If you haven't watched the previous instalments of RTE cop drama Single Handed, I'll fill you in. Jack Driscoll (Owen McDonnell) returns to the west of Ireland to be a local guard, after spending years in Dublin where he got 'notions' (corruption is bad; sleeping with ladies is fun; this isn't coffee!; of course little Johnny has to go to private school; drink driving laws are enforceable). This makes him moody, broody, and troubled (aka sulky, touchy and rude) and he spends his time having steamy affairs with ladies, solving an improbable epidemic of violent crime, and worrying that he's becoming like his cop father, who was in the midst of a big tribunal because of his hobby: police brutality.
Single Handed 1 and 2 had a lot of potential with some excellent cinematography, quality acting and a cool premise (the corrupt daddy really gave it some edge). But once you acclimatise to the nice camera work and talented performers, and remove the backdrop of police corruption, intimidation and daddy issues (all resolved in Single Handed 2), all that remains is a big sulky Christopher Eccleston lookalike and an inconsequential plot. A young man drowns; Jack's ex-girlfriend (Marcella Plunkett) visits; Jack broods; it turns out she's an undercover cop involved in a drug-smuggling investigation; Jack broods; Jack's case is connected to her case; Jack broods; a creepy inspector (Michael McElhatton) comes down from Dublin to take Jack off the case; Jack stomps and sulks around the place; the investigation is stalled by a cop who is in cahoots with the bad guys for some badly explained reasons; Jack saves the day by being a tattle-tale; the goodies catch some baddies; the traitor cop shoots himself (or did he?); Jack broods.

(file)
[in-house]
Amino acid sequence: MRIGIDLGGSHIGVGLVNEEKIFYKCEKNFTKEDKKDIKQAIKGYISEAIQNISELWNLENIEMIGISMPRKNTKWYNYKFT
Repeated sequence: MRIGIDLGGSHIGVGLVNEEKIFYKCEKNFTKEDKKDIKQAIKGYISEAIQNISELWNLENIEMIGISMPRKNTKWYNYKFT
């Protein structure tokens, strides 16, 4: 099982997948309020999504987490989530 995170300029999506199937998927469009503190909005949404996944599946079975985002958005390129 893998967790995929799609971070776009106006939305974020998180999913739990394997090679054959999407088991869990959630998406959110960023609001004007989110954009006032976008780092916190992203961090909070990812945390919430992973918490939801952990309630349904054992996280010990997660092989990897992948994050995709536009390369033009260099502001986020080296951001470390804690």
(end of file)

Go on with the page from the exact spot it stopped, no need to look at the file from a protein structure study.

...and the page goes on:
Anyway, this is all puffed up with a melodramatic "I-can't-believe-it's-not-drama" form of drama in which people glare at one another, shout, are unhelpfully abrasive for no reason, and give each other symbolic bullets (the inspector carries around the bullet that once killed his partner, as you do) without ever appearing like real people who exist outside of the plot.
So what are we left with? Well, there's the scenery. Now, in the past I've waxed lyrical about how the beautiful, windswept landscape in Single Handed was almost like another character, but I've had a bit more time to think about this and realise that it's a stupid observation. Because if the scenery was a character, it'd be a pretty one with only one character trait: windiness (and Jack Driscoll already embodies this). So the landscape is, in fact, just some great-looking landscape, and Single Handed contains so much footage of Jack steering his jeep through it, that sometimes it felt like they should just cut out all the drama entirely and rename the show 'A Lovely Drive'.
If so, the makers of Secrets of the Stones will see that jeep and raise you... a HELICOPTER! Because this documentary is made by people who really want to make history seem cool to the youngsters with their Wiis and their sexing and their crack cocaine. What's it about? Who knows? Initially there were so many kerrrazy camera angles and futuristic electronic sounds and images on display, I thought it was an episode of CSI.
But hold on, the throaty narrator is talking: "Years ago, the people of Ireland set out to construct something that never existed before. By carefully selecting lifting and grouping stones, they built sacred sites."
Finally! A programme about the Financial Services Centre!